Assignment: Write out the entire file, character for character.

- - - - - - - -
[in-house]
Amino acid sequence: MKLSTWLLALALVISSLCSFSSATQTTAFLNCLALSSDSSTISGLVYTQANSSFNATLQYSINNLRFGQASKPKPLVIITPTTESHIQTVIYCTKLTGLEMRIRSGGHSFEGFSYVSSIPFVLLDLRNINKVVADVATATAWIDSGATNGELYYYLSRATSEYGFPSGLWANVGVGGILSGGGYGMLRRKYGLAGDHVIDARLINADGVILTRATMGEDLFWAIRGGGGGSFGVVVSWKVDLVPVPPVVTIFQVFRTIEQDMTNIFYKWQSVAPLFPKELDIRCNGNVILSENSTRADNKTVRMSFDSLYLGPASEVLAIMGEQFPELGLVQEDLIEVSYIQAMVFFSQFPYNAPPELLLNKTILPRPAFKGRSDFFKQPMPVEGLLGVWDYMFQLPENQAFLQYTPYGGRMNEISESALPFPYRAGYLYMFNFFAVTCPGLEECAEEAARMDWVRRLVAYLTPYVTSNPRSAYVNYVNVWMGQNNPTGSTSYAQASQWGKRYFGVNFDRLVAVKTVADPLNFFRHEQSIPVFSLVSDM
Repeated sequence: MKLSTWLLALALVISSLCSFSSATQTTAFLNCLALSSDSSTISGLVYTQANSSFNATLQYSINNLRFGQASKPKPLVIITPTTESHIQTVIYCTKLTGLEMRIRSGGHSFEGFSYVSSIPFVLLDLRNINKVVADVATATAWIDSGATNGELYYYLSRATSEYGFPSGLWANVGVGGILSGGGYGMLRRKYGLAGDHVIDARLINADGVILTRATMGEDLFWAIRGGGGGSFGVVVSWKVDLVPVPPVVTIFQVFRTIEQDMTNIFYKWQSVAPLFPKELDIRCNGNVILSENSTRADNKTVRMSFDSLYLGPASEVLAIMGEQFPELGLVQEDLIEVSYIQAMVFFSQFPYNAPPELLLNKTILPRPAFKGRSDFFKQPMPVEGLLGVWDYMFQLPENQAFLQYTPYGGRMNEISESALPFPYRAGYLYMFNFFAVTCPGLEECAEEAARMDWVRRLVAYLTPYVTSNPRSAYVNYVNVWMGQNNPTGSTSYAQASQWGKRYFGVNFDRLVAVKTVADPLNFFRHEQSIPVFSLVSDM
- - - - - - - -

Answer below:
[in-house]
Amino acid sequence: MKLSTWLLALALVISSLCSFSSATQTTAFLNCLALSSDSSTISGLVYTQANSSFNATLQYSINNLRFGQASKPKPLVIITPTTESHIQTVIYCTKLTGLEMRIRSGGHSFEGFSYVSSIPFVLLDLRNINKVVADVATATAWIDSGATNGELYYYLSRATSEYGFPSGLWANVGVGGILSGGGYGMLRRKYGLAGDHVIDARLINADGVILTRATMGEDLFWAIRGGGGGSFGVVVSWKVDLVPVPPVVTIFQVFRTIEQDMTNIFYKWQSVAPLFPKELDIRCNGNVILSENSTRADNKTVRMSFDSLYLGPASEVLAIMGEQFPELGLVQEDLIEVSYIQAMVFFSQFPYNAPPELLLNKTILPRPAFKGRSDFFKQPMPVEGLLGVWDYMFQLPENQAFLQYTPYGGRMNEISESALPFPYRAGYLYMFNFFAVTCPGLEECAEEAARMDWVRRLVAYLTPYVTSNPRSAYVNYVNVWMGQNNPTGSTSYAQASQWGKRYFGVNFDRLVAVKTVADPLNFFRHEQSIPVFSLVSDM
Repeated sequence: MKLSTWLLALALVISSLCSFSSATQTTAFLNCLALSSDSSTISGLVYTQANSSFNATLQYSINNLRFGQASKPKPLVIITPTTESHIQTVIYCTKLTGLEMRIRSGGHSFEGFSYVSSIPFVLLDLRNINKVVADVATATAWIDSGATNGELYYYLSRATSEYGFPSGLWANVGVGGILSGGGYGMLRRKYGLAGDHVIDARLINADGVILTRATMGEDLFWAIRGGGGGSFGVVVSWKVDLVPVPPVVTIFQVFRTIEQDMTNIFYKWQSVAPLFPKELDIRCNGNVILSENSTRADNKTVRMSFDSLYLGPASEVLAIMGEQFPELGLVQEDLIEVSYIQAMVFFSQFPYNAPPELLLNKTILPRPAFKGRSDFFKQPMPVEGLLGVWDYMFQLPENQAFLQYTPYGGRMNEISESALPFPYRAGYLYMFNFFAVTCPGLEECAEEAARMDWVRRLVAYLTPYVTSNPRSAYVNYVNVWMGQNNPTGSTSYAQASQWGKRYFGVNFDRLVAVKTVADPLNFFRHEQSIPVFSLVSDM